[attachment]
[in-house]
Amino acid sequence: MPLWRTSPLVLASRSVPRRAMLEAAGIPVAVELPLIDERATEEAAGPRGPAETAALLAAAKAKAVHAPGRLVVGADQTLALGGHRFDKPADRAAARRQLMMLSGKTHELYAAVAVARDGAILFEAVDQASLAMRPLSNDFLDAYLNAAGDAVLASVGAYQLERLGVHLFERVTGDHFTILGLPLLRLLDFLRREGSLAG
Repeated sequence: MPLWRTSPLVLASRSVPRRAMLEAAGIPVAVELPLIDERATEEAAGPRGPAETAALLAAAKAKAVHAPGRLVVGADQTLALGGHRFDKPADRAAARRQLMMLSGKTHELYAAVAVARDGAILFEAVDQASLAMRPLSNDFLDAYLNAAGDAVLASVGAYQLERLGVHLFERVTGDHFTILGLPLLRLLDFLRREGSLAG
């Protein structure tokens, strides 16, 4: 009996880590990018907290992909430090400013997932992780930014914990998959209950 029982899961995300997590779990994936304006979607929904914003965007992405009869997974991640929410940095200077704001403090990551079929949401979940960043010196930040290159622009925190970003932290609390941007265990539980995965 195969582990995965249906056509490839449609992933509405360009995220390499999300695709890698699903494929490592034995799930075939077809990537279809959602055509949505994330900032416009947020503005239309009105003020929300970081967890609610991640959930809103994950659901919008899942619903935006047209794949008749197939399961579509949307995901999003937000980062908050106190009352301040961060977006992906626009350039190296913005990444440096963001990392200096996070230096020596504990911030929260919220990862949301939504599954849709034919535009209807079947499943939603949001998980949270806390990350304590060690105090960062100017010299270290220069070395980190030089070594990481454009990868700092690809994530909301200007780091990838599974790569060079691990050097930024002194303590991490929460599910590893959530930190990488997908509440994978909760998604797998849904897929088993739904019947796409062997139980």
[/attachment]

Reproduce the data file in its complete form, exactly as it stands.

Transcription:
[in-house]
Amino acid sequence: MPLWRTSPLVLASRSVPRRAMLEAAGIPVAVELPLIDERATEEAAGPRGPAETAALLAAAKAKAVHAPGRLVVGADQTLALGGHRFDKPADRAAARRQLMMLSGKTHELYAAVAVARDGAILFEAVDQASLAMRPLSNDFLDAYLNAAGDAVLASVGAYQLERLGVHLFERVTGDHFTILGLPLLRLLDFLRREGSLAG
Repeated sequence: MPLWRTSPLVLASRSVPRRAMLEAAGIPVAVELPLIDERATEEAAGPRGPAETAALLAAAKAKAVHAPGRLVVGADQTLALGGHRFDKPADRAAARRQLMMLSGKTHELYAAVAVARDGAILFEAVDQASLAMRPLSNDFLDAYLNAAGDAVLASVGAYQLERLGVHLFERVTGDHFTILGLPLLRLLDFLRREGSLAG
């Protein structure tokens, strides 16, 4: 009996880590990018907290992909430090400013997932992780930014914990998959209950 029982899961995300997590779990994936304006979607929904914003965007992405009869997974991640929410940095200077704001403090990551079929949401979940960043010196930040290159622009925190970003932290609390941007265990539980995965 195969582990995965249906056509490839449609992933509405360009995220390499999300695709890698699903494929490592034995799930075939077809990537279809959602055509949505994330900032416009947020503005239309009105003020929300970081967890609610991640959930809103994950659901919008899942619903935006047209794949008749197939399961579509949307995901999003937000980062908050106190009352301040961060977006992906626009350039190296913005990444440096963001990392200096996070230096020596504990911030929260919220990862949301939504599954849709034919535009209807079947499943939603949001998980949270806390990350304590060690105090960062100017010299270290220069070395980190030089070594990481454009990868700092690809994530909301200007780091990838599974790569060079691990050097930024002194303590991490929460599910590893959530930190990488997908509440994978909760998604797998849904897929088993739904019947796409062997139980």